Wednesday, January 17, 2018
Golf

Streelman's journey reaches victory on PGA Tour

PALM HARBOR — A few weeks ago, Kevin Streelman was about to hop on a plane for the Florida leg of the PGA Tour when he remembered the only movie he rented on his iPad was Flight, the Denzel Washington flick about, of all things, a plane crash.

"Gonna go buy a book," Streelman joked on Twitter.

Streelman's shotmaking this past weekend at the Tampa Bay Championship, as well as his steady nerves, were even more impressive than his sense of humor.

Maybe you've never heard of Streelman and, as fickle as the PGA Tour can be, maybe you'll never hear from him again. In 152 previous events on tour, Streelman had never won. He might go another 152 without winning again. Maybe he will never win again.

And while the 34-year-old might be the least-known of all those who have won here at the PGA event at Innisbrook, he is certainly a champion this event can feel good about.

This is a grinder who burned through three cars — his mom's Altima, his own Altima and then a Camry — putting more than 400,000 miles on each of them driving from this dinky tournament to that one on the mini­tours.

He was dropped by sponsors. He had to borrow $400 from his dad once just to have the money to get into a qualifier.

It wasn't all that long ago when he worked as a caddie on weekends, hauling around clubs for a bunch of country club hackers, just to make enough money for food and rent. On weekdays, he would clean clubs from 6 a.m. to 1 p.m., then practice his golf game until it was too dark to see.

He was prepared to give up the dream of playing and applied to become the assistant golf coach at Duke, his alma mater. He almost got the job, too, but it went to another candidate.

There were dozens of times when he could have given up. He can't even remember all the times when a lipped-out putt at Q-school or a bad drive on a minitour could have blown up his career.

Still, Streelman forged ahead.

When you've been through all of that stuff, standing over putts and chips and drives that could determine whether you finish first or second or third at the Tampa Bay Championship really isn't that nerve-racking. Heck, he once shot 84 here, the worst score of anyone who had made the cut.

"I'm thankful for the opportunity," Streelman said. "If I shoot 80 or 60, it's going to be fun out there and enjoy it. This time I was able to finish it off. Sometimes you do, sometimes you don't. … I just tried to enjoy it all."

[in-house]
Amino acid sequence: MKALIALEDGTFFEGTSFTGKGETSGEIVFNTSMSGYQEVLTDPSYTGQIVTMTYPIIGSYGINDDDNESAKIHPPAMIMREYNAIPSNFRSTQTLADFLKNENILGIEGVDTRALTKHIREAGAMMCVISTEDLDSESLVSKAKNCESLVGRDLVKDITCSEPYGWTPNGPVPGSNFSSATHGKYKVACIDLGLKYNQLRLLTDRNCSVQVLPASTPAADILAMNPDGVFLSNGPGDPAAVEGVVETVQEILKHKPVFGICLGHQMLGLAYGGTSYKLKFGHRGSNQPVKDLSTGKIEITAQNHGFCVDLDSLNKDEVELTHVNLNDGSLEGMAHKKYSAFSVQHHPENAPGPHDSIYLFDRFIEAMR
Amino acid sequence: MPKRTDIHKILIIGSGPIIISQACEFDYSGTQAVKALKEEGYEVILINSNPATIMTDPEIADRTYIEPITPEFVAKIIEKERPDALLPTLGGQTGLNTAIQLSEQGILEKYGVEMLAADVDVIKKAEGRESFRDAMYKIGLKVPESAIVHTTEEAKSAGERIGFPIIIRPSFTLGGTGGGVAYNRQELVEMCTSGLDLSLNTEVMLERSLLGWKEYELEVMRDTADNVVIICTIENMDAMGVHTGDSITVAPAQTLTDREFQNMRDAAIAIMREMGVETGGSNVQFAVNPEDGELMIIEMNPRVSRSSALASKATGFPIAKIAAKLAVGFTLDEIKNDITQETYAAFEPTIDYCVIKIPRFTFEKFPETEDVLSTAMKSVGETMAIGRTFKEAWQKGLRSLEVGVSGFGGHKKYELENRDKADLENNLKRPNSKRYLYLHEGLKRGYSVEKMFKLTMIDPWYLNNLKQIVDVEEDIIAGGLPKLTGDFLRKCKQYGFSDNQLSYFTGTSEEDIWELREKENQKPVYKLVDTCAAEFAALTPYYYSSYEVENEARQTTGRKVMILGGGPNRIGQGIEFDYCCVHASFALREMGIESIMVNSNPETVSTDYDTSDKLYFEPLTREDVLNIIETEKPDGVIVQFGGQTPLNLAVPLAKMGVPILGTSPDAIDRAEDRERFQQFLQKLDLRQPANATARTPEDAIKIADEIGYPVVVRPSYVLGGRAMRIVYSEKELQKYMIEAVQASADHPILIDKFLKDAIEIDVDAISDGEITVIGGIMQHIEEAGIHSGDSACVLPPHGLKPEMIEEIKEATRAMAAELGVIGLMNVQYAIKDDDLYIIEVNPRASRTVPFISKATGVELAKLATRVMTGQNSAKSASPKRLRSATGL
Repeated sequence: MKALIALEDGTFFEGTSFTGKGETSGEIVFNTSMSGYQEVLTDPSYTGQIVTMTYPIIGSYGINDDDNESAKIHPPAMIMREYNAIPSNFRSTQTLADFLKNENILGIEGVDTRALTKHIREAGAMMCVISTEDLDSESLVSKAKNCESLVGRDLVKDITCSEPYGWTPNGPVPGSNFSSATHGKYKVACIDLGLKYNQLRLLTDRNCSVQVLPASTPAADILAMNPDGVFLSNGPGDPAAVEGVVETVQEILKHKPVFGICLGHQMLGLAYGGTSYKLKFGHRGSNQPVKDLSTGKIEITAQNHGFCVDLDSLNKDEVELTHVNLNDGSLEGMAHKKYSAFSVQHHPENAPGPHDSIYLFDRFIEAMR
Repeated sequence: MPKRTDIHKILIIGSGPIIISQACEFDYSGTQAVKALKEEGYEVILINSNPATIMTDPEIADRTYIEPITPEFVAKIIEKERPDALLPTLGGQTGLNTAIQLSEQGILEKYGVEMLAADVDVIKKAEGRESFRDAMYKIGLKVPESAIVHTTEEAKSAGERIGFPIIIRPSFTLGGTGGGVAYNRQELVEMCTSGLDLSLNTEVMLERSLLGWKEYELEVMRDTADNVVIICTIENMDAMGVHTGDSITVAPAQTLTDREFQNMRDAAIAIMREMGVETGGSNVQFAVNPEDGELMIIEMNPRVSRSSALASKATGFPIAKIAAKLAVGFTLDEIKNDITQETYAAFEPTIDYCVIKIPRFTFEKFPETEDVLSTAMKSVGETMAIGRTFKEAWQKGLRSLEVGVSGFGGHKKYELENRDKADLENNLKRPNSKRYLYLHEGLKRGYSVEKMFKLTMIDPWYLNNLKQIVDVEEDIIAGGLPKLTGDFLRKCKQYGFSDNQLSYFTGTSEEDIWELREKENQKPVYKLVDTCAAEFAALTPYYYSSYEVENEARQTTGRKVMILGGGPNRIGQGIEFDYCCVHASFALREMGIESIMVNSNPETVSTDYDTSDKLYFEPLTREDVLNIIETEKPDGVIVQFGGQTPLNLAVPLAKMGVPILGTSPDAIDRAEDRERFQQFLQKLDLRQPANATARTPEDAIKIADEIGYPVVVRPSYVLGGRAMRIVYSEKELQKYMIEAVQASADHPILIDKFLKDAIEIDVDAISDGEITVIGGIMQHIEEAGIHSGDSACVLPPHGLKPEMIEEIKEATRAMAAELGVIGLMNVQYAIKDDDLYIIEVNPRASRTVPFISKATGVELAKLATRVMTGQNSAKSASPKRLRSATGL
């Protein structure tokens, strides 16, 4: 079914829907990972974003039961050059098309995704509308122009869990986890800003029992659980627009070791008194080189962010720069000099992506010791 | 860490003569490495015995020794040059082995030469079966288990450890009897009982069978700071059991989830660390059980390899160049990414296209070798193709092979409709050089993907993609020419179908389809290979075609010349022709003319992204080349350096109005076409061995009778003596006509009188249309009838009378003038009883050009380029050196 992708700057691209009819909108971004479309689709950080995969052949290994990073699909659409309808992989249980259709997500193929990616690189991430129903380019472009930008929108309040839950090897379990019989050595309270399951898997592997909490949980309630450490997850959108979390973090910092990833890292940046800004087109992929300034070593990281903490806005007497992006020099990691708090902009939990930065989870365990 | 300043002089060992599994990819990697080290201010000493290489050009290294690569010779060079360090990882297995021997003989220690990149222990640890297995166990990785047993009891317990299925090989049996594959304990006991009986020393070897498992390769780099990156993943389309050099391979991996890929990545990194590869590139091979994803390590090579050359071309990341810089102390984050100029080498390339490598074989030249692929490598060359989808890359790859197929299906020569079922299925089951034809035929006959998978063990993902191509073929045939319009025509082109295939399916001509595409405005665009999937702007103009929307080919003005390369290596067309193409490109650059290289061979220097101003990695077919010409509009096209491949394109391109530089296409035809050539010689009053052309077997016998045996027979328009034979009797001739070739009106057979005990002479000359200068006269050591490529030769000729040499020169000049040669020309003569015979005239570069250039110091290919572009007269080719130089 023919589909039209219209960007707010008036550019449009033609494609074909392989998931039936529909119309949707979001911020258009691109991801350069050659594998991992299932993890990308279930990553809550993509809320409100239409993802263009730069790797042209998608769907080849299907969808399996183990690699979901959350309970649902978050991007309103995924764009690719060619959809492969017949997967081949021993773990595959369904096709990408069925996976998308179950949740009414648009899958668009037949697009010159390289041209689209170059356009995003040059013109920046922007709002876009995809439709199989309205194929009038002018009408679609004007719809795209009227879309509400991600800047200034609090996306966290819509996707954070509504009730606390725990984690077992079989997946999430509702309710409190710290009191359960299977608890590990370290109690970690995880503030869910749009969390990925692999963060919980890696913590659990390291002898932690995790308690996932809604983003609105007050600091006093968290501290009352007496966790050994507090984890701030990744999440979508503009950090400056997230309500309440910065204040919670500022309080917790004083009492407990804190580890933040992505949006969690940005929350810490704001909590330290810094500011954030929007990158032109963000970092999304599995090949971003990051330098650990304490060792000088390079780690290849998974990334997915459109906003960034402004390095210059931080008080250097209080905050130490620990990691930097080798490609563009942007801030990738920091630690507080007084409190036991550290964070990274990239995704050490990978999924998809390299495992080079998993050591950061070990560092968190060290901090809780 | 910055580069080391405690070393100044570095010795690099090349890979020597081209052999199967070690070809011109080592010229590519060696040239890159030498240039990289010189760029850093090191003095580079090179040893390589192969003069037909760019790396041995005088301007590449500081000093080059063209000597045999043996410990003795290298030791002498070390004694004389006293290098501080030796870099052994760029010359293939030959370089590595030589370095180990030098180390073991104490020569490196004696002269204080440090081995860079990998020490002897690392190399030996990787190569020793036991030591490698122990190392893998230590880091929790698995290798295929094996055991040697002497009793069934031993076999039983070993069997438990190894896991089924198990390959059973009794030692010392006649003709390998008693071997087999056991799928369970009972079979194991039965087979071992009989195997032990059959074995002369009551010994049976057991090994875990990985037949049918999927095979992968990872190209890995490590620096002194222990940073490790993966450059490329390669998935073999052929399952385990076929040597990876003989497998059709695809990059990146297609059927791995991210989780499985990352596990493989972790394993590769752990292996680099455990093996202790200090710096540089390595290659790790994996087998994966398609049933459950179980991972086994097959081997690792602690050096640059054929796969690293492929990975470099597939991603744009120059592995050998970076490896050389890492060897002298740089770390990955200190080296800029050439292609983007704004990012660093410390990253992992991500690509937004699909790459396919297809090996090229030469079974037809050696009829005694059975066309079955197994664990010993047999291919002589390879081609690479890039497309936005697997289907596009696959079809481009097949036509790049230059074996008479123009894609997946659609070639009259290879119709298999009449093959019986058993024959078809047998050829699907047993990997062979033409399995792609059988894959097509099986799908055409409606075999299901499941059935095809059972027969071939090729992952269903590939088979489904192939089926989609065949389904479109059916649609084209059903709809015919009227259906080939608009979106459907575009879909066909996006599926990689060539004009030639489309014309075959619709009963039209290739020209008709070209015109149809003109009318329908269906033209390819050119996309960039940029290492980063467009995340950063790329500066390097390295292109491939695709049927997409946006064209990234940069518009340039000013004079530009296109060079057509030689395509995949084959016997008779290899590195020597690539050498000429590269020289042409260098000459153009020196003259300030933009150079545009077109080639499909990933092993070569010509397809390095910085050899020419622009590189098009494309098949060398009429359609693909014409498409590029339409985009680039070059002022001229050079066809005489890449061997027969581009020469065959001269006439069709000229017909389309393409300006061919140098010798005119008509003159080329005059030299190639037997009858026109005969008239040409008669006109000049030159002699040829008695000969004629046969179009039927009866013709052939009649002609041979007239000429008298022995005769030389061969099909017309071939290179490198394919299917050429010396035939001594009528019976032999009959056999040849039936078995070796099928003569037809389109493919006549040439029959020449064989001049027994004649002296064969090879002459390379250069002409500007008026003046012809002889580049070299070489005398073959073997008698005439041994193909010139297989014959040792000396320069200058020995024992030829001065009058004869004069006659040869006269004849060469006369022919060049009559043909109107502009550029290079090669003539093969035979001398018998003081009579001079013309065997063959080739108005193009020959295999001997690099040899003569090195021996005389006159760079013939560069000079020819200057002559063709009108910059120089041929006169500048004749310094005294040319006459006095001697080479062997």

Whenever he did feel his knees getting wobbly Sunday, Streelman and his caddie meditated by reciting Bible scripture. They even sang worship songs between shots.

"We were having fun," Streelman said.

No one knows with absolutely certainty if the Tampa Bay Championship will return next year. And it would be a shame if it didn't.

The Copperhead Course at Innisbrook is beautiful, challenging and a favorite among the PGA players not named Tiger or Phil. Even without those two, the field is typically world-class and the attendance is always strong.

Yet, the lack of a sponsor could spell the end of this otherwise popular tournament. If this was the last tournament, what a way to go out.

What the 2013 Tampa Bay Championship might have lacked in late-hole drama or even big-name pizazz, it made up for with a champion who is best described as a good man, and most certainly one who has put in his share of hard work.

This isn't meant to disrespect any of the other golfers in the running Sunday. By all accounts, Cameron Tringale, Luke Donald, Greg Chalmers and Justin Leonard are nice enough fellows. And Boo Weekley, the runnerup who finished two shots behind Streelman, is an absolute hoot who would have fit right in with the cast of Hee Haw.

Dadgumit, not only did Weekley's final-round 63 leave him just short, but he had to cancel a late-afternoon bass-fishing trip over in Orlando to stick around in the event of a playoff.

But Streelman made sure there was no playoff by playing a bogey-free round punctuated with a cool-as-ice birdie putt on No. 17 that sealed the tournament.

A few minutes later on the 18th green, Streelman and his wife, Courtney, embraced with tears streaming down their faces in what must have felt like the end of a very long journey.

It was a flight with a happy ending. A deserving one, too.

     
         
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